A mind-bogglingly awesome new project from MIT called Flyfire hopes to use large, precision-controlled clouds of micro-helicopters, each carrying a color-coordinated LED, to create massive, three-dimensional information displays in space.
[Image: Via Flyfire].
Each helicopter is “a smart pixel,” we read. “Through precisely controlled movements, the helicopters perform elaborate and synchronized motions and form an elastic display surface for any desired scenario.” Emergency streetlights, future TV, avant-garde rural entertainment, and even acts of war.
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Instead of a drive-in cinema, in other words, you could simply be looking out from the windscreen of your car at a massive cloud of color-coordinated, precision-timed, drone micro-helicopters, each the size and function of a pixel. Imagine planetarium shows with this thing!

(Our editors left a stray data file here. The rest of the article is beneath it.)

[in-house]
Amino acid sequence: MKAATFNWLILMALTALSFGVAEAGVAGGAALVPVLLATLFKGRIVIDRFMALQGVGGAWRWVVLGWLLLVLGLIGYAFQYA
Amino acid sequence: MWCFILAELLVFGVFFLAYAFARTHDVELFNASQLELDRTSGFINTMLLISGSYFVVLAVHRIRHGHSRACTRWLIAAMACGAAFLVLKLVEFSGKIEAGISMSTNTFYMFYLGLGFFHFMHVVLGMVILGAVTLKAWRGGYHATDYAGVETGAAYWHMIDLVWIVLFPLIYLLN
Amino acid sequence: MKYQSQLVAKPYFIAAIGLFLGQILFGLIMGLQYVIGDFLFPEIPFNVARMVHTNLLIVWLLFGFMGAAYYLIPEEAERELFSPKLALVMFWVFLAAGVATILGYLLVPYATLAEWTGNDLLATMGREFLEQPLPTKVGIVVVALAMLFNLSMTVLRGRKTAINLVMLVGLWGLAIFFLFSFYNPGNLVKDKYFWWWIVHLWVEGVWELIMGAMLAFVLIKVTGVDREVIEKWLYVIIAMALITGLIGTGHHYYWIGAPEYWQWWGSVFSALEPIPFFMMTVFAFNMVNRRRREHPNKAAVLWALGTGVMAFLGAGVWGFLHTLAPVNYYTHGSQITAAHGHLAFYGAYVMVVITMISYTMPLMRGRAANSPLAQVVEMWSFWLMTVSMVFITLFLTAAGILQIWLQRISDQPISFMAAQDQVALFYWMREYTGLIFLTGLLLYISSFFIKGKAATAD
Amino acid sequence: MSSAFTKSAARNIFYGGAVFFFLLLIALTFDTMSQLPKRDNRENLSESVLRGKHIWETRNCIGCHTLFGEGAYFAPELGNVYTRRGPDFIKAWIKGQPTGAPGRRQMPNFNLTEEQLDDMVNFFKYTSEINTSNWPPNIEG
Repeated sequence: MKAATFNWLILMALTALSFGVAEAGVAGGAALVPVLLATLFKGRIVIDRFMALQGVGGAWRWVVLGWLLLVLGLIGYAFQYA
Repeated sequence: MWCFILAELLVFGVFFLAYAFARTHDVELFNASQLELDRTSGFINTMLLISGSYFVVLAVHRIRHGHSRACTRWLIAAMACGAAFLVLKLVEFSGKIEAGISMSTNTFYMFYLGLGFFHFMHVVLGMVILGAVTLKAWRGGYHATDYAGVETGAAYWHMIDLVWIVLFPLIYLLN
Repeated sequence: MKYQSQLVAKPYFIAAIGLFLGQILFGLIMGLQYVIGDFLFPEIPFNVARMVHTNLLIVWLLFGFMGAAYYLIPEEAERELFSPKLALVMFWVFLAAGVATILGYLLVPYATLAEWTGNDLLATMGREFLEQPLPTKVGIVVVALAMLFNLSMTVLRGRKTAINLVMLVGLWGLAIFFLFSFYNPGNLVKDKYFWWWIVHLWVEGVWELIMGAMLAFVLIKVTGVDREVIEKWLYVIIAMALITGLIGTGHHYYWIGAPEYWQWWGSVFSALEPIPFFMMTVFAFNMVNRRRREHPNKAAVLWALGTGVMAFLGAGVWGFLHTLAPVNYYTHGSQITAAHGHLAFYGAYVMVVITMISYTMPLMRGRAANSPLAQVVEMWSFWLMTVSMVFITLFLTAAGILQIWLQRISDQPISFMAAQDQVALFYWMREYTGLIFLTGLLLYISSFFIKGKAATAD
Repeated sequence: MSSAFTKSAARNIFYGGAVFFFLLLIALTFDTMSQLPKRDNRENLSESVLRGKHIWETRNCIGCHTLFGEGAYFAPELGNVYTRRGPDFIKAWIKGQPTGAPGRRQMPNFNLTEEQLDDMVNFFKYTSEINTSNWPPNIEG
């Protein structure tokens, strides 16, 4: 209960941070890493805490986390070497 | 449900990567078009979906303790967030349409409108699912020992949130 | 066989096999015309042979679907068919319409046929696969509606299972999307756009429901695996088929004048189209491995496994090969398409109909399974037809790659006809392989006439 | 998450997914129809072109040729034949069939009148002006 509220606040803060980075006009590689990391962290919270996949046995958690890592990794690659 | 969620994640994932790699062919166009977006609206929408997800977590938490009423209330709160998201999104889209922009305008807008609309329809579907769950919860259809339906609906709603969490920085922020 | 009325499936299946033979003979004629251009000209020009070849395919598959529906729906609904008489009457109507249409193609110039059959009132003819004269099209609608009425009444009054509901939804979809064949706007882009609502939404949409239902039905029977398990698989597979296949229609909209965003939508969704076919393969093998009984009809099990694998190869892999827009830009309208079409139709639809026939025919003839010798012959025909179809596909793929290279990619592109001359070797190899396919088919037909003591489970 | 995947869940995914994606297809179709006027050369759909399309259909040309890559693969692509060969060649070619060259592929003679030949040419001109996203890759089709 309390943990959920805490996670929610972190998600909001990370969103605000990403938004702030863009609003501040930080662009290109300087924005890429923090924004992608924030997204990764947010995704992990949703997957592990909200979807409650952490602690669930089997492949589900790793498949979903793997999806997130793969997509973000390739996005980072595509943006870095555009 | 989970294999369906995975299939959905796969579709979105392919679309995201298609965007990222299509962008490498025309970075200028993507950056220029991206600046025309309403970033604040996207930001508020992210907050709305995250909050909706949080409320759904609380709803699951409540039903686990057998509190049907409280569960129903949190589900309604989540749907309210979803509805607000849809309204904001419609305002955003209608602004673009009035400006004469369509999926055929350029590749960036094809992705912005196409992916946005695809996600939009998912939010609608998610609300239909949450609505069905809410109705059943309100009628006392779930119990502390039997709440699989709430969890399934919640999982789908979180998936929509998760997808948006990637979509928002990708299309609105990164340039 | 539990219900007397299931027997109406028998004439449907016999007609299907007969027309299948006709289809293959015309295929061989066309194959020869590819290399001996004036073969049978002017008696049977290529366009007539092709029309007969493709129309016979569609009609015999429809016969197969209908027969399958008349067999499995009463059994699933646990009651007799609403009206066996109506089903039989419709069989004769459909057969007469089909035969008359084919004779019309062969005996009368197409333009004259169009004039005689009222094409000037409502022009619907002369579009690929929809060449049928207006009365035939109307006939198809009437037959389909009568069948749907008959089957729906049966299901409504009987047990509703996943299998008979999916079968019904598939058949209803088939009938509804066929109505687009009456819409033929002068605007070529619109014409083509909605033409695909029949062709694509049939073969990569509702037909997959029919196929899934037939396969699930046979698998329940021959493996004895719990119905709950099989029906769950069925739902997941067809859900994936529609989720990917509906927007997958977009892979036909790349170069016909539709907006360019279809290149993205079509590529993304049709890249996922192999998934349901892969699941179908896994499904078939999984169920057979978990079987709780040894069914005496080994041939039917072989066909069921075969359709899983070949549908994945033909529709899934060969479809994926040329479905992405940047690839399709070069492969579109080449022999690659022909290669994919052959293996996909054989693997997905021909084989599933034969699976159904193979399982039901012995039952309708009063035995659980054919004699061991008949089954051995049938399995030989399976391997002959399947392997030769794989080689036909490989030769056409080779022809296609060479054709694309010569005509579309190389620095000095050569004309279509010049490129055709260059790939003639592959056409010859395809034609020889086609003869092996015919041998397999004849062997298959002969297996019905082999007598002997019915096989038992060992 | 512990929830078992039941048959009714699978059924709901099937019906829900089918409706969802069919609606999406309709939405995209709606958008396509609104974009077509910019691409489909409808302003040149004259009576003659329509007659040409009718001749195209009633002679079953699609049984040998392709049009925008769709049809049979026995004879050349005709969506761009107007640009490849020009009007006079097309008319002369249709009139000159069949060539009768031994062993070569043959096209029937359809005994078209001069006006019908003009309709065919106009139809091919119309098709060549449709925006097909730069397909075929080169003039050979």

The Flyfire canvas can transform itself from one shape to another or morph a two-dimensional photographic image into an articulated shape. The pixels are physically engaged in transitioning images from one state to another, which allows the Flyfire canvas to demonstrate a spatially animated viewing experience.
Imagine web-browsing through literal clouds of small flying pixels, parting and weaving in the air in front of you like fireflies (or imagine training fireflies to act as a web browser). You’re in a university auditorium one day when, instead of delivering her projected slideshow, your professor simply remote-controls a whirring vortex of ten thousand flying micro-dots. Digital 3D cinema is nothing compared to this murmuration of light.
Channeling Tim Maly, we might even someday see a drone-swarm of LED-augmented, artificially intelligent nano-helicopters flying off into the desert skies of the American southwest, on cinematic migration routes blurring overhead. On a lonely car drive through northern Arizona when a film-cloud flies by…
An insane emperor entertains himself watching precision-controlled image-clouds, some of which are distant satellites falling synchronized through space.